More than 100,000 women and allies demanding an end to gendered violence are expected to take a stand in more than 40 locations across Australia at March 4 Justice today, 15 March, with Canberra’s event the epicentre.
The protest was sparked by the story of former parliamentary staffer Brittany Higgins, her subsequent treatment, and a spate of additional sexual assault allegations which were made public in recent weeks.
Higgins alleges she was raped in Parliament House by a colleague.
While the plans for today’s march took flight on Twitter, from 1970 to 1976 the Canberra Women’s Liberation Group spread its roots with telephone trees and a printed monthly newsletter.
A founding member of the feminist group who still call each other sisters, author and educator Biff Ward, says the current uprising is something she never thought she would live to see.
“Every wave does something profound that builds on what has come before,” she says.
Ward quotes one of her friends who says feminism “exploded our brains” in the 1970s.
“We could see patriarchy, and no one around us could.”
Although the sisters of the Liberation Movement were “desperate to influence other women” and enact change, Ward says their groups were “always quite small” and there was discussion over the years about how to hand the cause over to the next generation.
“I always said, ‘They’ll do it themselves, when they’re ready’.”
Today, Ward feels the “vast majority” of women can suddenly see what the Women’s Liberation movement identified decades ago.
In her opinion, it was the sexual abuse cases against Harvey Weinstein and the subsequent amplification of Tarana Burke’s #MeToo movement that marked a tipping point globally.
“Suddenly, women were believed in the public consciousness, and in the media, and that’s where the revolution turned.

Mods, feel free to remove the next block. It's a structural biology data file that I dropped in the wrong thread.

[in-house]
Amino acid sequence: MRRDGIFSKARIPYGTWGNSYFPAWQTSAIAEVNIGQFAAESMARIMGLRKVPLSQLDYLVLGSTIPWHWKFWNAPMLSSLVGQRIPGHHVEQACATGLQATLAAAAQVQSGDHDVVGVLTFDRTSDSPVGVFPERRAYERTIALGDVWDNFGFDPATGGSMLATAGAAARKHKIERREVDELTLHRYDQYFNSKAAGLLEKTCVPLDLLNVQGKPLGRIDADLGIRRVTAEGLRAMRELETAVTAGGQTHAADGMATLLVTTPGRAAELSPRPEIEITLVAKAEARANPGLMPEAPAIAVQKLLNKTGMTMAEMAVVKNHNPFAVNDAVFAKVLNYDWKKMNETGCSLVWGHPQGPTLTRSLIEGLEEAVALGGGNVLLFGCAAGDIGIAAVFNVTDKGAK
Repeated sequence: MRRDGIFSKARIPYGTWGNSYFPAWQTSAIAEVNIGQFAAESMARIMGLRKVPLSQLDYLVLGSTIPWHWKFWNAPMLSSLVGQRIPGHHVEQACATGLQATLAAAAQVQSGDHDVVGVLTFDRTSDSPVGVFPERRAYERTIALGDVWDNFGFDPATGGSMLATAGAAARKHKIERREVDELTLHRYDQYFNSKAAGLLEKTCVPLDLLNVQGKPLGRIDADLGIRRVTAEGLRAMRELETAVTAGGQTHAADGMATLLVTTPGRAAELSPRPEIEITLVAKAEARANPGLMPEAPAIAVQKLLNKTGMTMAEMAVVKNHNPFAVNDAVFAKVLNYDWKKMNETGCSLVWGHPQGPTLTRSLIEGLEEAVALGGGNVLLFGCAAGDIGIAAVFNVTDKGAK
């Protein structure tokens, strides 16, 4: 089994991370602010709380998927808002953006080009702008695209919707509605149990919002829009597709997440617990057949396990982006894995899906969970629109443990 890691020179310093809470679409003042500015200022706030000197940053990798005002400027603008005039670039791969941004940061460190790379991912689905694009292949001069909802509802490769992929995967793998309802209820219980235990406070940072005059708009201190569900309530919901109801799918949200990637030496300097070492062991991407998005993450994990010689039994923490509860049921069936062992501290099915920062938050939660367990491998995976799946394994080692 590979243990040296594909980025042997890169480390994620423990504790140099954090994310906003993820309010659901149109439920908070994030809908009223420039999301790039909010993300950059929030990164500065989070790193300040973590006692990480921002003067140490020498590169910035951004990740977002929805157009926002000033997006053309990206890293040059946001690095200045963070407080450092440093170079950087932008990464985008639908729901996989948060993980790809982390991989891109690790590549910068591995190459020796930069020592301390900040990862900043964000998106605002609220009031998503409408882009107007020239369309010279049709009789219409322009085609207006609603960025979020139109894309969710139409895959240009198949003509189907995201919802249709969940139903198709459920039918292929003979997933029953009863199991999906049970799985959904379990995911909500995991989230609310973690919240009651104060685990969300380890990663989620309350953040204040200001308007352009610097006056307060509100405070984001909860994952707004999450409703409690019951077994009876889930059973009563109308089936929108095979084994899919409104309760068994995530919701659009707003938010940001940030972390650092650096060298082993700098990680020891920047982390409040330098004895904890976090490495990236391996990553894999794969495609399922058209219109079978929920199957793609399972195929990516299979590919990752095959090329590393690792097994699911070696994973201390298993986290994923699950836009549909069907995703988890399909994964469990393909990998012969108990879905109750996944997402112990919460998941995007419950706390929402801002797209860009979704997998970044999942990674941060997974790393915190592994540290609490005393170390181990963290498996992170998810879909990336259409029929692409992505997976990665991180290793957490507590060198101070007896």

“I think that’s the moment where what’s happening now became possible.”
But the struggle for gender equality is never over.
“It’s the law that needs to change now, and I think it’ll take 20 years – change doesn’t happen quickly.”
March 4 Justice organisers say they are campaigning for four outcomes from the nationwide protests.
Firstly, fully independent investigations into all cases of gendered violence, timely referrals to appropriate authorities and public accountability for findings.
Secondly, for the full implementation of the 55 recommendations in the Australian Human Rights Commission’s [email protected] report.
Thirdly, to increase public funding for gendered violence prevention to world’s best practice.
And lastly, the enactment of a federal Gender Equality Act to promote gender equality, including a gender equity audit of Parliamentary practices.
Ward, who features in Australian documentary Brazen Hussies, will be one of many speakers at the Canberra march, which will platform survivors, First Nations women, activists, political figures, unionists, authors, students, journalists and more.
A Welcome to Country will be given by Aunty Violet Sheridan, and TV and radio host Julia Zemiro will emcee the event.
Attendees will meet at Parliament House from 11am, with the main event beginning at midday.
Protestors are expected to travel to Canberra from Tasmania, the west coast and Darwin, Queensland, Victoria and regional NSW.
“It’s bigger than I could ever have guessed, it’s just so huge,” Ward says.
“I often cry about it, it’s so incredible.”
This story was updated 10am Monday, 15 March.
If this story raised any concerns help is available:
Call 1800 RESPECT or Lifeline on 13 11 14.